Problem: If the ages are added in Genesis 5 and 10 with the rest of the OT dates, it comes out to 4,000 plus years b.c. But, archaeologists and anthropologists date modern man many thousands of years before that (at least 10,000 years ago).
Solution: There is good evidence to support the belief that humankind is more than 6,000 years old. But there are also good reasons to believe there are some gaps in the Genesis genealogies. First, we know there is a gap in the genealogy in the Book of Matthew. Matthew’s genealogy says “Joram begot Uzziah” (Matt. 1:8). But when compared to 1 Chronicles 3:11–14, we see that Matthew leaves out three generations—Ahaziah, Joash, and Amaziah as follows:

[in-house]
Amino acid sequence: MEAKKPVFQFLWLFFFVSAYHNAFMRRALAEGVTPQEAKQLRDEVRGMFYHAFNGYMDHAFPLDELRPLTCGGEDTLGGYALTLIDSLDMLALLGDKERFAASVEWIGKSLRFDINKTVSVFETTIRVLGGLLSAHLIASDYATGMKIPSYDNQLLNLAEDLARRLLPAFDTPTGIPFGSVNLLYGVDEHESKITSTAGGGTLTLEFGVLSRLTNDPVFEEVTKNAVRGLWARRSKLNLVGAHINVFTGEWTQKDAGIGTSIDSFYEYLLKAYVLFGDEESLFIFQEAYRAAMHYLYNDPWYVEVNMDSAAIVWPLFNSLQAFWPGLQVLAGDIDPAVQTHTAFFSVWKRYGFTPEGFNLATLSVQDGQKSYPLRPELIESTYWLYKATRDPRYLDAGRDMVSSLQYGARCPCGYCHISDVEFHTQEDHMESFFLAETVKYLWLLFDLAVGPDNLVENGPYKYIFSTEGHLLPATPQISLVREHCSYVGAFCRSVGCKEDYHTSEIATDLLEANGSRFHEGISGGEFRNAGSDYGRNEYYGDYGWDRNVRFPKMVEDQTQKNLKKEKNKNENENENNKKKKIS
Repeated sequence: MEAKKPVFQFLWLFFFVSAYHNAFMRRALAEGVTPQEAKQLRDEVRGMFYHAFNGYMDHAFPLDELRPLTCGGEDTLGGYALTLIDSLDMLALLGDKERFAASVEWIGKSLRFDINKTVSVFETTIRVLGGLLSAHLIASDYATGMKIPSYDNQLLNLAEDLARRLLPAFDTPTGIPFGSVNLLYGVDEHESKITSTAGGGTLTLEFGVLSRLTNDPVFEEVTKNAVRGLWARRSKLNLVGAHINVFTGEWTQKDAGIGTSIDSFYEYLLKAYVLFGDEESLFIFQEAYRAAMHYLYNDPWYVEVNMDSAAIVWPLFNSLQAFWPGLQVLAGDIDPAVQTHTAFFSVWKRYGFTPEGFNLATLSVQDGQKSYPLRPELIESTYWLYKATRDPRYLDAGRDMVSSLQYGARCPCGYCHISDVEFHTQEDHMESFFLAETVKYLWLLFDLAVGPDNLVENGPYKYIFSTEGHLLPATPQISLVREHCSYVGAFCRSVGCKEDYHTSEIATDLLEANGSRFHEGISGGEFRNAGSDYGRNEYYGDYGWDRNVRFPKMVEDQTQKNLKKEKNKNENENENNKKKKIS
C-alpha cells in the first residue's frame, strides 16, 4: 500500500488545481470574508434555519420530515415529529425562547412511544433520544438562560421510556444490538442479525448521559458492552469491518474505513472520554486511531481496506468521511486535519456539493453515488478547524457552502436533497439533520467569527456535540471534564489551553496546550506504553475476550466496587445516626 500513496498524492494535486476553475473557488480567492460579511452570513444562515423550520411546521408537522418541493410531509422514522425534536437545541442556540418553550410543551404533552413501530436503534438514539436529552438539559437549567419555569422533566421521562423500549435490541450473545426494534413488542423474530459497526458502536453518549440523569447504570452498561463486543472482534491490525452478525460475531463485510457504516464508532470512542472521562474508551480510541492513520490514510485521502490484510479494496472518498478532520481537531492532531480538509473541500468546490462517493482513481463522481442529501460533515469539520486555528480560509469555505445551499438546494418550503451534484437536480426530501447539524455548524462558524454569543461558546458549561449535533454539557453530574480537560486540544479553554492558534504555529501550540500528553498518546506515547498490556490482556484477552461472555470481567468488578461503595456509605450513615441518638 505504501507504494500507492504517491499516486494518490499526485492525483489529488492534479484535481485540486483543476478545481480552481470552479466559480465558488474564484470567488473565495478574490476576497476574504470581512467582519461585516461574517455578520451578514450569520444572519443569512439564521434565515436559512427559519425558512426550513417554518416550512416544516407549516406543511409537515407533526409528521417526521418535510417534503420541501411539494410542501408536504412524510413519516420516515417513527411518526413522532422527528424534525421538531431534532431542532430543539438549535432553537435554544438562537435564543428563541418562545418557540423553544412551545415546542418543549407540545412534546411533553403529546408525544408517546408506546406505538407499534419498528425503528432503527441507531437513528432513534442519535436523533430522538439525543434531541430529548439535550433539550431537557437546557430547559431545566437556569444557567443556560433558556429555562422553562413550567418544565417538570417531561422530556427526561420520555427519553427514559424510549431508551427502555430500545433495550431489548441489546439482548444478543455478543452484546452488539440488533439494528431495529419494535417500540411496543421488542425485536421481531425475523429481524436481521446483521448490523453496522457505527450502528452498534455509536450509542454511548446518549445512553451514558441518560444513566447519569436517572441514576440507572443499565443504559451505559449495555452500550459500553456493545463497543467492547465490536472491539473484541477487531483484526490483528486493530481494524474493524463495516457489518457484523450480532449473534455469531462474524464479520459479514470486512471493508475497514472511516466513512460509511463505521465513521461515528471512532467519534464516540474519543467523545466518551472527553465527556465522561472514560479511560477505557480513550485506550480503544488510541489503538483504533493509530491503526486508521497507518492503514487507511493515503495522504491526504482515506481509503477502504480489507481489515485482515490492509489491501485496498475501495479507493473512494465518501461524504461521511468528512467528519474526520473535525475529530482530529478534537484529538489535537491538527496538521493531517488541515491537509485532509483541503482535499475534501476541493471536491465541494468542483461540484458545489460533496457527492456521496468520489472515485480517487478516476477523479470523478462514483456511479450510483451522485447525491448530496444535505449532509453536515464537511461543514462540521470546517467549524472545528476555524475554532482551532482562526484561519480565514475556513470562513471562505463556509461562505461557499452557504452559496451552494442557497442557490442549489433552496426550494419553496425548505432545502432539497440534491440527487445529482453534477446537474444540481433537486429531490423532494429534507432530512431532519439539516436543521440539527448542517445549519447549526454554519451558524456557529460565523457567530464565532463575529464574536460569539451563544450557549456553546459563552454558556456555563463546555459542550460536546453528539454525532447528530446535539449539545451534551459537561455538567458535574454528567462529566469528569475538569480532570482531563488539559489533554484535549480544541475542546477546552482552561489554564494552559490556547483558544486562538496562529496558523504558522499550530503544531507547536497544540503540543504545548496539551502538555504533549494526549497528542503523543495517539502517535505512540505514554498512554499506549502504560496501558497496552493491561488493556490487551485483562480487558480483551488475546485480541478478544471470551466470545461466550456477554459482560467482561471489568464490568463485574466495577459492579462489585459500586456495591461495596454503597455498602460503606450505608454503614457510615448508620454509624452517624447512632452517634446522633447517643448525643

Second, there is at least one generation missing in the Genesis genealogy. Luke 3:36 lists “Cainan” between Arphaxad and Shelah, but the name Cainan does not appear in the Genesis record at this point (see Gen. 10:22–24). It is better to view Genesis 5 and 10 as adequate genealogies, not as complete chronologies.
Finally, since there are known gaps in the genealogies, we cannot accurately determine the age of the human race by simply adding the numbers in Genesis 5 and 10.